“Here’s the Supreme Court, let’s go!” I alerted my daughter, Mary. We jumped off the D.C. tour bus and joined the sightseers braving the blustery Washington weather.
As we were swooped along with the crowd, it was a wonderful coincidence that the first woman U.S. Justice, Sandra Day O’Connor, was being sworn in that day in 1981. We were seated in the chamber.
My recollection is particularly vivid today, and the excitement and emotion of that moment remains heartfelt. In a world where the philosophies of politics and jurisprudence many times butt heads, we know that history-making crystallizes in a far distant future. Where we might easily ask O’Connor: “How did you do?” we quiz Sonia Sotomayor with “How will you do?” They both come out of intense scrutiny that SCOTUS Blog describes as “almost a cottage industry as the far left and far right either brutalize or lionize ‘their’ candidate.”
In its truest sense, the selection process is serious business and imperative to our highest and best governance as a nation.
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Common sense and a bit of humor needs to prevail when we listen to some of the choice comments that grow into bones of contention or historical sound bites. With his most bitter condemnation, Jerry Falwell warned his followers that “every good Christian should oppose Sandra Day O’Connor.” Whereupon, Sen. Barry Goldwater responded with, “Every good Christian should kick Falwell’s ass.” Thus goeth our No. 1 Constitutional amendment.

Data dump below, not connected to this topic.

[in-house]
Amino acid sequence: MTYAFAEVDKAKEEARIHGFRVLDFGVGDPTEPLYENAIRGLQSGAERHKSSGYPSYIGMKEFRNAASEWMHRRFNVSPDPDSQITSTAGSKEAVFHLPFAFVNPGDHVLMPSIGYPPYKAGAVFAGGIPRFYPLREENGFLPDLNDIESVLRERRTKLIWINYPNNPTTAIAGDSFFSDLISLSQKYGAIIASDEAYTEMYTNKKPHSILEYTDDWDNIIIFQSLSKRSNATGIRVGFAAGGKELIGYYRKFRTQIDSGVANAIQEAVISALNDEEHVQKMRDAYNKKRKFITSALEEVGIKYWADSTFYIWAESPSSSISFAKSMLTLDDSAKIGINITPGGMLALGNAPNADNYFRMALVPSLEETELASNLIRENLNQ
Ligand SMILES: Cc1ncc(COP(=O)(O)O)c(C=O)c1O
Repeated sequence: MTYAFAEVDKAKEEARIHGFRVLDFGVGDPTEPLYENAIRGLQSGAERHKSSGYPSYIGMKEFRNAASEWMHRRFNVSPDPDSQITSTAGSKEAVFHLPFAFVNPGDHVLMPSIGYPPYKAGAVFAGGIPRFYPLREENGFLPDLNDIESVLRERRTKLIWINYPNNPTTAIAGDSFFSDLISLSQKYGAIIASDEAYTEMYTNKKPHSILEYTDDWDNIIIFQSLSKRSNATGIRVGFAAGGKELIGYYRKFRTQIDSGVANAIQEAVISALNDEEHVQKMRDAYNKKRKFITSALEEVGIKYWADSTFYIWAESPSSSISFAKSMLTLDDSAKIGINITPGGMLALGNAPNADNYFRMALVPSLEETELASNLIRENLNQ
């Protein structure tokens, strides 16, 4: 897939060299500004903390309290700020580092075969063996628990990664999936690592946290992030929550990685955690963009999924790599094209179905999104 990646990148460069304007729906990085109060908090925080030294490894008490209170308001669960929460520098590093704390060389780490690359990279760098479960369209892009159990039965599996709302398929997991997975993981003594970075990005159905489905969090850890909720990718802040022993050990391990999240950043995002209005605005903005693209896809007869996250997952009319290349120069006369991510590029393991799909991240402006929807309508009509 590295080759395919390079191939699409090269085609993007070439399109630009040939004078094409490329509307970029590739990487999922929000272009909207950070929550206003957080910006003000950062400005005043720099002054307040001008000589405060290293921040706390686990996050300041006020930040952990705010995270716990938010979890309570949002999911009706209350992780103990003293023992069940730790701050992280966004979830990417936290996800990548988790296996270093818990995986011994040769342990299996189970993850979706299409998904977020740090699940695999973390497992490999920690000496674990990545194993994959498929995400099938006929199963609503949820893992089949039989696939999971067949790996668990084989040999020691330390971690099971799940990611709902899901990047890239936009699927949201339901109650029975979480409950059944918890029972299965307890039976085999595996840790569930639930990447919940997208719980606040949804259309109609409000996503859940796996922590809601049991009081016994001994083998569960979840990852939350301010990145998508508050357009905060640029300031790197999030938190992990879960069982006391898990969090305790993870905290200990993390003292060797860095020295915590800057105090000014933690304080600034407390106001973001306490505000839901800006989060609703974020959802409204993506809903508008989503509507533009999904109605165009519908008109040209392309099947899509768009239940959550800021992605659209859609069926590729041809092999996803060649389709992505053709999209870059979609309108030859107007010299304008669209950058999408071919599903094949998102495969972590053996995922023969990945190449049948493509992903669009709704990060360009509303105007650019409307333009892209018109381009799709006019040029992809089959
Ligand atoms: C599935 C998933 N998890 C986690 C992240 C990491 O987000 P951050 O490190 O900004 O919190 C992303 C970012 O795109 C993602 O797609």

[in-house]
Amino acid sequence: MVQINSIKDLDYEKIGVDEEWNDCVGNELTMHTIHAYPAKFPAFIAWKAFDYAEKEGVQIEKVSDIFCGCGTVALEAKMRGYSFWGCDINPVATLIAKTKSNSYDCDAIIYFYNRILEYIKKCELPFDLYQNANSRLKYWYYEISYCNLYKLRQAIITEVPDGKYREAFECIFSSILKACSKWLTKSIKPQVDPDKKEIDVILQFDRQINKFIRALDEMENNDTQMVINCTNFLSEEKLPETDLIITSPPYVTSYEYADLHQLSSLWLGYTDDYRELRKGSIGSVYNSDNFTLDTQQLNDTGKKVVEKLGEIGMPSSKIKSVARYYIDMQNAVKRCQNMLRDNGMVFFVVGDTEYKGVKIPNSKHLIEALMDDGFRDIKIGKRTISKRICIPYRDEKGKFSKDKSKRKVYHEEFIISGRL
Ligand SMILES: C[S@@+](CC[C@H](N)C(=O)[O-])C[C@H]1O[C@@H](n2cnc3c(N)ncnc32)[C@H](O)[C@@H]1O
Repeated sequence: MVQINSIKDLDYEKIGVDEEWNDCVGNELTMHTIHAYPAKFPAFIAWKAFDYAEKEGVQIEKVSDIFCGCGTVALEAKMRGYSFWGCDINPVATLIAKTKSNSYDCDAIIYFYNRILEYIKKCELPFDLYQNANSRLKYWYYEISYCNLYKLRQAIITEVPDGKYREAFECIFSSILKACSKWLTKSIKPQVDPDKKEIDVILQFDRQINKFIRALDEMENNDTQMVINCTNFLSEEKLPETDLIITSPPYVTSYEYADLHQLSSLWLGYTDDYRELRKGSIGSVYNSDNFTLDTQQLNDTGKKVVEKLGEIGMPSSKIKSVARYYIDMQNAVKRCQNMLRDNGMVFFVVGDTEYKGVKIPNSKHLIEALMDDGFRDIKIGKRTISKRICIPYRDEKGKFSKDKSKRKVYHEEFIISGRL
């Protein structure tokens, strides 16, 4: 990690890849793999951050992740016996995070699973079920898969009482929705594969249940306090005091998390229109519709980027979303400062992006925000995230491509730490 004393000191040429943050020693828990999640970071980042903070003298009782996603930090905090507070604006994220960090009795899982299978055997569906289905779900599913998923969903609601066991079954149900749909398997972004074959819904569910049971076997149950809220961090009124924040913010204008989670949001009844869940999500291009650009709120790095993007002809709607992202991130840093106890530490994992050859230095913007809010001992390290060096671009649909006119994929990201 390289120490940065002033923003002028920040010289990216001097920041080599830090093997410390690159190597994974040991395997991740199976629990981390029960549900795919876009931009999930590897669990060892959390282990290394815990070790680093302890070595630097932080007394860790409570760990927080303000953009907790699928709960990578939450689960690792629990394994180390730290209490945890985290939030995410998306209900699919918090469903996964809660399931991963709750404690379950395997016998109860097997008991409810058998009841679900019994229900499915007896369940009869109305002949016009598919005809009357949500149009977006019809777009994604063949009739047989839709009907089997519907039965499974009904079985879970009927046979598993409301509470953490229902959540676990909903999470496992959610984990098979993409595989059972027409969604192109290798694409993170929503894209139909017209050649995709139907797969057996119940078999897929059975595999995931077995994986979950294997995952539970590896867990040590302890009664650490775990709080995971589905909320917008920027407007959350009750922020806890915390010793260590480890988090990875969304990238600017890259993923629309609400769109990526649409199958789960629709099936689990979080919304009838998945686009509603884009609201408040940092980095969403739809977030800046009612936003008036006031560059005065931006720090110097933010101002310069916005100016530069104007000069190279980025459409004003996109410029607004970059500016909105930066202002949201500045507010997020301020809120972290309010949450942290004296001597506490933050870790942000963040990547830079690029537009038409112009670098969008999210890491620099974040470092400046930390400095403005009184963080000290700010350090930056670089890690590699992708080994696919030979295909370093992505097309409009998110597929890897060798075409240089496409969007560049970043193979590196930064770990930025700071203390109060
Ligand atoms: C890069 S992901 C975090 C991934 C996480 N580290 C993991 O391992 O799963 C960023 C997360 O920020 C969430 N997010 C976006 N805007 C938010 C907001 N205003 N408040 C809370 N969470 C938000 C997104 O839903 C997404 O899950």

Moving ahead to 2009, we find O’Connor’s words mingled with Sotomayor’s, seemingly in matters gender. Or is it ethnic, or is it intelligence?
“A wise old woman and a wise old man will usually find agreement in matters of judgment,” said the elder jurist. Words which evoked Sotomayor’s now famous or infamous statement, “A wise Latina woman, with the richness of her experiences, would reach a better conclusion than a white male who hasn’t lived that life.” Those words produced a giant analytical firestorm that she contends was a casually offhand remark that “fell flat” and was seriously misinterpreted. By now everyone knows that jurists are not legislators.
What distills from this episode is the word “wisdom,” a sacred gift that one earns by the application of knowledge, understanding and spiritual fortitude. Ghandi says, “It is unwise to be too sure of one’s own wisdom.” If you think you’re wise, you probably aren’t. It’s a work in progress.
What I sense here is not conservative, liberal or personal. It is more about how things are said than what is said. O’Connor tempered her wise woman with the word “old.”
She drew her male counterpart in through mentioning agreement. I could almost see her gentle smile.
It’s definitely unwise to insult another’s intelligence.
With all that sparkle and enthusiasm, Sotomayor’s comment was unnecessary. Take out the “white” and insert “unwise” and you might level the hurt a little.
But, above all, don’t smile.